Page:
Among the provisions employed increasingly by employers is the “claw back” provision. Under the typical claw back provision, the employee agrees to a certain salary or wage. The employer then requires the employee to agree that if the employee fails to provide a notice of resignation within a certain amount of time, or if the employee leaves the job before a certain amount of time, then the employee must return some portion of his pay. In Rieves v. Buc-ee’s, Ltd., No. 14-15-01061 (Tex.App. Hou. 10/12/2017), the employer offered an agreement of a certain salary if the assistant manager would agree to work at least 48 months. The pay was based in part on 1.2% of the store’s net revenue. The employee, an assistant manager named Kelly Rieves, agreed to return 1.2% of the store’s net proceeds if she did not provide a six month notice of resignation. Ms. Rieves left, and did not provide six months notice. Buc-ees responded with a letter demanding payment of $66,000, plus attorney’s fees.
Ms. Rieves sued seeking a declaratory judgment that these provisions function as unlawful restraints on trade. Buc-ees moved for summary judgment, which was granted.
The Houston court of appeals disagreed. It found the provisions did indeed act as restraints on an employee’s ability to move to a different job. The provisions set unreasonable limits and imposed a substantial penalty on Ms. Rieves for exercising her right as an at-will employee to quit a job. The court pointed to the Free Enterprise and Antitrust Act, Tex.Bus.&Com.C. Sec. 15.05, which declares that contracts may not restrain trade. The court said that unless a contract fits within the exception found within the Texas Covenants Not to Compete Act, covenants limiting an employee’s mobility are unlawful restraints on trade. Under the Texas Covenants Not to Compete Act, Tex. Bus.& Com.C. Sec. 15.50(a), covenants must be reasonable as to time and geography.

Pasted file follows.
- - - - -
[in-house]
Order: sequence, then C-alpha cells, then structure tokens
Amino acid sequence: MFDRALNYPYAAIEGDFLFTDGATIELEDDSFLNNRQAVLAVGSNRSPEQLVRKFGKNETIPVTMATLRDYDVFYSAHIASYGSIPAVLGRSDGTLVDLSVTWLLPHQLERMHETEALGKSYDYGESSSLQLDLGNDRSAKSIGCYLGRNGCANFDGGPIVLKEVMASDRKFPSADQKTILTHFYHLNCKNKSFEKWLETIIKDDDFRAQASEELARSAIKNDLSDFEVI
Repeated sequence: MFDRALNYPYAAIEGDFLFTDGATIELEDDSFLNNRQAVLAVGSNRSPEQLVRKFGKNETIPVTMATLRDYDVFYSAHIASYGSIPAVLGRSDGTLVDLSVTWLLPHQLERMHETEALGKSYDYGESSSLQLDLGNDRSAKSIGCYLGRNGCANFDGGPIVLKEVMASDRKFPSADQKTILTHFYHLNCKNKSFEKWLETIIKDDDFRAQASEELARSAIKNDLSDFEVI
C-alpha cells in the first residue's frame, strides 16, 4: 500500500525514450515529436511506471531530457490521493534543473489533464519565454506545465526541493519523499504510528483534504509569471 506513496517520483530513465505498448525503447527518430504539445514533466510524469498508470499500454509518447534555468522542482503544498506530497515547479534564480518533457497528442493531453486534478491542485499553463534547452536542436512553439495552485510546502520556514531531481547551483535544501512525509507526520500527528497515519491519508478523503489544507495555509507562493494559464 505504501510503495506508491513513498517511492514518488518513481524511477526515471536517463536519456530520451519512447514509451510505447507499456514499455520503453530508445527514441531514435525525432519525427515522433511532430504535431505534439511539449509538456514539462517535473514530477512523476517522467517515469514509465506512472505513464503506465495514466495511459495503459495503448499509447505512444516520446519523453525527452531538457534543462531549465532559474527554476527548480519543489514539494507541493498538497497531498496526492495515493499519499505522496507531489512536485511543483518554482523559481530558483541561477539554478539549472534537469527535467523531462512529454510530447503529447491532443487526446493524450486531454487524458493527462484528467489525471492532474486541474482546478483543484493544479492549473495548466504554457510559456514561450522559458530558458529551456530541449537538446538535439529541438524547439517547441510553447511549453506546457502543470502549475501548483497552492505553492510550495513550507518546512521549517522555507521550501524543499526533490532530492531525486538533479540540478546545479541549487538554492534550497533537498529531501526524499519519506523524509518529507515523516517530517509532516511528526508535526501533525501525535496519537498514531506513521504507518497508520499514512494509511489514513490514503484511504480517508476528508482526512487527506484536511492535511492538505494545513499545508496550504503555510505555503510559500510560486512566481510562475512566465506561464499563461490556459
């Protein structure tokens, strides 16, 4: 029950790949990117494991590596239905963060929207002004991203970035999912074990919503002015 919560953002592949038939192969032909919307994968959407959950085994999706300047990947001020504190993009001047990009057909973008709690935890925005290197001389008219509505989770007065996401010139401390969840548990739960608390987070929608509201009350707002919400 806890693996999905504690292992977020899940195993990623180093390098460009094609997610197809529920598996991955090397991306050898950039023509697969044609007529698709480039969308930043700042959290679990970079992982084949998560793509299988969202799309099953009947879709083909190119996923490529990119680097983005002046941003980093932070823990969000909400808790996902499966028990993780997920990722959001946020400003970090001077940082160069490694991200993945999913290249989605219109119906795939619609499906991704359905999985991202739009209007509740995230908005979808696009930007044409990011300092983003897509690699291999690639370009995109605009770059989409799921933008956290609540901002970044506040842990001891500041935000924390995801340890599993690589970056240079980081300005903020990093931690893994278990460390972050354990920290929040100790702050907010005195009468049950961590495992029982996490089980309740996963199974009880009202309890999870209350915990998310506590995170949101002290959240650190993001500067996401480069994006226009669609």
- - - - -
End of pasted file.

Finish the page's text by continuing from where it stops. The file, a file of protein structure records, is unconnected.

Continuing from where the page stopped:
The court found the payment retention provisions in the Buc-ees employment agreement to be unreasonable. The provisions did not include any limit in geography or time. It did not even limit Ms. Rieves to employment with a competitor. The assistant manager did not move to a competitor. Her new job was not with a competitor of Buc-ees. Too, the provisions required her to re-pay the money even if she left the job through no fault of hers, or even if she did not take a new job. This agreement, said the court, goes far beyond any legitimate need of Buc-ees in regard to competition in the market place. See the decision here.
The court reversed the decision to grant summary judgment. It also ordered that Buc-ees take nothing from its suit. And, it found that the provision did indeed act as an unlawful restraint on trade.
Thank goodness. One might think that Texas courts never saw an employer friendly agreement they did not like. Let’s hope the employer does not appeal to the Texas Supreme Court.